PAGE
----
Does this sound like biblical wisdom to you? Like God’s perspective? The God who told us to turn the other cheek, to treat others as we want to be treated? The God who chose to die at the hands of his enemies instead of fighting back?

In these turbulent times, all of us—left or right, blue or red, liberal or conservative—want to believe that we’re making decisions based on wisdom, but how closely are we really adhering to God’s point of view, and how often are we actually making decisions out of fear or selfishness? I’ll speak for myself for a moment: ideologically, I think I try to seek God’s wisdom in the way I view the world, but realistically, I act (or don’t act) out of fear more often than not. I’m able to accomplish some impressive mental gymnastics in order to justify those choices as wisdom. I can be more of a “wise guy” than a “wiseman” (or wisewoman) far too often.

I know I’m not alone; this is the human condition. We all practice false wisdom in service of our own ends on a regular basis. But we’re lucky—blessed, really—that our god is a giving and forgiving god, generous and patient beyond all measure. As Andrew reminds us week after week, we don’t go to pursue true wisdom alone, but God goes with us and before us. If we really want to expand our perception, to see the world through God’s eyes, then we need to trust that God will help us.

This is where the James reading comes in. “If any of you is lacking in wisdom, ask God, who gives to all generously and ungrudgingly, and it will be given to you. But ask in faith,” it says, “never doubting…” Hm. Wait a minute. THAT sounds troubling. Is scripture saying that we shouldn’t think for ourselves? Is our independence being threatened again? Let’s go to the Greek to find out. The word translated here as “doubting” is the Greek “diakrino”, which means “to separate in a hostile way, to withdraw from”. Remember, as much as we value knowledge and certainty, it’s only a part of the picture: doubt here isn’t the opposite of certainty, as we might expect, it’s the opposite of TRUST.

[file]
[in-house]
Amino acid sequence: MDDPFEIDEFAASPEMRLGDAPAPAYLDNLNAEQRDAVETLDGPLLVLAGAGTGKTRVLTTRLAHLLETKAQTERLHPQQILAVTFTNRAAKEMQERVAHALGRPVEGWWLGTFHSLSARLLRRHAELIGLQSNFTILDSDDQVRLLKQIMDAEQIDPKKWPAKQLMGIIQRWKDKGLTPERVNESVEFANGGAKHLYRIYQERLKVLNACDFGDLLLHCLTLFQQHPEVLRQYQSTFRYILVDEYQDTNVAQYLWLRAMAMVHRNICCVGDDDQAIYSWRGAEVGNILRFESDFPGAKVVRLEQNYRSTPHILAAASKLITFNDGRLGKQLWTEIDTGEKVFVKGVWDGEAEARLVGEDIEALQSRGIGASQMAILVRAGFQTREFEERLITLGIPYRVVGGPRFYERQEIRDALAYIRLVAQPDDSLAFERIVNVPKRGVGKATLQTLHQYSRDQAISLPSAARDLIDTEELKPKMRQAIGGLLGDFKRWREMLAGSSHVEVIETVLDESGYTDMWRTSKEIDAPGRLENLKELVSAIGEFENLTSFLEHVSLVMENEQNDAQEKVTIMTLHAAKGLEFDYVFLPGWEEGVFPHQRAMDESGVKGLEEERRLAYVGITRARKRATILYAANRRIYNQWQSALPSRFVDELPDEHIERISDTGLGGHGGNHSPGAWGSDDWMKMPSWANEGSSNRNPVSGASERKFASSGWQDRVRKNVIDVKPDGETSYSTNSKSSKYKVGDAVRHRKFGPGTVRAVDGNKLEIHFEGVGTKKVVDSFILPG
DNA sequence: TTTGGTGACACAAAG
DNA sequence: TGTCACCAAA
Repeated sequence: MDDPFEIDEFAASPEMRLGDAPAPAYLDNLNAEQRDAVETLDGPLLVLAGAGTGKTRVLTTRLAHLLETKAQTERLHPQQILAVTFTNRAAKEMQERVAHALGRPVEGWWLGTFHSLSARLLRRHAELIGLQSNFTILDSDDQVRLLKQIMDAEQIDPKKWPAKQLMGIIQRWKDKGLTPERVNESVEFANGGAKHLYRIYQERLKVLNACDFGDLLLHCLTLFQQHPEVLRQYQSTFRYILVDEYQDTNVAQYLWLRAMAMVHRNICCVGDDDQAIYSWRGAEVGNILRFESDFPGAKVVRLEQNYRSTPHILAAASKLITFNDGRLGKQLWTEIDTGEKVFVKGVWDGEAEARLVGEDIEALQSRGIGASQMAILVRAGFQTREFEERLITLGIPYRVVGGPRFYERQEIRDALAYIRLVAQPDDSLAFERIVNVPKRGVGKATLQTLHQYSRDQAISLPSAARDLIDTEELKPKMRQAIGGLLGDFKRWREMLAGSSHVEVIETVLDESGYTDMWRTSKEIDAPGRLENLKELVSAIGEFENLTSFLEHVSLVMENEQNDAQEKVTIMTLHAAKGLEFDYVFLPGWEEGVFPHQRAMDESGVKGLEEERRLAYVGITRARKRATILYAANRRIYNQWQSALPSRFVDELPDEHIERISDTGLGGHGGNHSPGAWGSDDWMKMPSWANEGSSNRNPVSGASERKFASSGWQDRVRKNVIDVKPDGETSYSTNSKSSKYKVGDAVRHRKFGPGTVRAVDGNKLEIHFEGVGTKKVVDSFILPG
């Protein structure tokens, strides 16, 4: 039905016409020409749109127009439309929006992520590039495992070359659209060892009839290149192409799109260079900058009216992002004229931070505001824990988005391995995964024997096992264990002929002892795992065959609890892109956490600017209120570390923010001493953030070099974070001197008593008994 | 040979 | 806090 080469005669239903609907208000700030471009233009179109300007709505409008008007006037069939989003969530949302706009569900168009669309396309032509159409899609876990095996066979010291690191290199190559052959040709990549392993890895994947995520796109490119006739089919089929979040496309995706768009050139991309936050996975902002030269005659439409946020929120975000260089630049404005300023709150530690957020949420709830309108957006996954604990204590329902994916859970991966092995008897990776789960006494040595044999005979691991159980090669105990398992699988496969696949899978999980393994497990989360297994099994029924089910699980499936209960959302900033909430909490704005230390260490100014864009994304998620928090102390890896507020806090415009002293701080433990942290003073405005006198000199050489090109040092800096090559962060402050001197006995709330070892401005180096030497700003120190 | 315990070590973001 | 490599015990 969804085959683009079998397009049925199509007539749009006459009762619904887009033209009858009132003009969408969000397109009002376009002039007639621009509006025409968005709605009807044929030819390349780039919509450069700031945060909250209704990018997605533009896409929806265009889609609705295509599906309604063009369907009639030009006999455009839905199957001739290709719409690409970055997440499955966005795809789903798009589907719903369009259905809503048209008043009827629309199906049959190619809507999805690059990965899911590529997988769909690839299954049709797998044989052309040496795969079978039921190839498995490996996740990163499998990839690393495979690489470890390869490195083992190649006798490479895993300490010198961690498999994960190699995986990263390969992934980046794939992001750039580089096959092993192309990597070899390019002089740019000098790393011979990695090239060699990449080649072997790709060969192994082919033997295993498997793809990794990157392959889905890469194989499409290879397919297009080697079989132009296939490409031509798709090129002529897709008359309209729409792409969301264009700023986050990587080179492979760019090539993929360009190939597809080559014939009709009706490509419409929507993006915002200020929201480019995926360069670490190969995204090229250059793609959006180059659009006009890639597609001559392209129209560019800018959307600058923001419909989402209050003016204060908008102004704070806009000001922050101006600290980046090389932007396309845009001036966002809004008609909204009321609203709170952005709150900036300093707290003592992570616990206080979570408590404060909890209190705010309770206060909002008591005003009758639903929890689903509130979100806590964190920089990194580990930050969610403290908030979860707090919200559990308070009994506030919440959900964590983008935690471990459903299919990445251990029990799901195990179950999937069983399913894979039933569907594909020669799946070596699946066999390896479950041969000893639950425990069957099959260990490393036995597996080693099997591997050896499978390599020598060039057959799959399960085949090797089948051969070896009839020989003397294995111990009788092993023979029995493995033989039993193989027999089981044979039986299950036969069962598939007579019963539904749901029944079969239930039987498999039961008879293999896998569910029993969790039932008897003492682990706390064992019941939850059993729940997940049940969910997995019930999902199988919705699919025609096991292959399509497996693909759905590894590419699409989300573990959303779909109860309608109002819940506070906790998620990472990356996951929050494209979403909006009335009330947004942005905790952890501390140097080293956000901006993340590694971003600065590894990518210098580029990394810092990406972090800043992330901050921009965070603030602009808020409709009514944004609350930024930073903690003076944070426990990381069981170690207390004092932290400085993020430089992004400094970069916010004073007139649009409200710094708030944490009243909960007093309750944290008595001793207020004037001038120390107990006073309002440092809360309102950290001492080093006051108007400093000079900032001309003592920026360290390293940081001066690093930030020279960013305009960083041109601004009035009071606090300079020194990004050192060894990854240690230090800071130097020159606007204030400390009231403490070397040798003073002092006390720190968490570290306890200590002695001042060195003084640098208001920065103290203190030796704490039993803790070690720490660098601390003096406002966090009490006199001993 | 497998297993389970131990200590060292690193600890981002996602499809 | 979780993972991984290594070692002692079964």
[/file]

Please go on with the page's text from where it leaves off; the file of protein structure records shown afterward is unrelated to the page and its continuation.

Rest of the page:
Without trust, we pull away from God and rely on our own limited perspective, thereby rejecting wisdom. When we do that, we’re like a wave of the sea, tossed by the wind of our own biases and selfish desires. No matter how much God may want us to “wise up”, we can’t if we’ve chosen to put our faith in something that limits us. And when we limit our perspective to what we want to see, we limit our ability to bring about God’s kingdom in this world.

Even Solomon wasn’t immune to his human nature. With all of his God-given wisdom, all of his potential to change the world for good, he was unable to overcome his sin. Just a few chapters after our scripture reading,[4] he allows himself to be drawn away from God by his wives (who, being foreign, worshiped other deities). As a result, the kingdom was torn apart, and eventually all of the Israelites were thrown into exile.

But the good news is that God’s kingdom doesn’t rely on a single person’s wisdom. Our withdrawal from God is never the end of the story. In God’s wisdom, always greater than our own, God continually draws us back. We might seem like an unwise investment, but then, God demonstrates that wisdom isn’t always what we’d expect. Paul talks about the “foolishness of the cross,”[5] and that woman on NPR would probably agree that the cross was a foolish strategy. Paul’s point, however, is that it’s only foolish to those who can’t understand the bigger picture, who refuse to see what God sees.

If we’re going to be foolish, then, let’s be foolish in service of God’s wisdom. Let’s reclaim the world that God intends for us. Let’s see creation the way that Jesus saw it, saying instead, “If I’m gonna die, I want to LOVE.” Let’s wise up. Amen.

[1] Proverbs 1:2, CEB.
[2] Proverbs 9:10.
[3] John 15:5.
[4] 1 Kings 11, especially vv. 4 & 30-34.
[5] 1 Corinthians 1:18.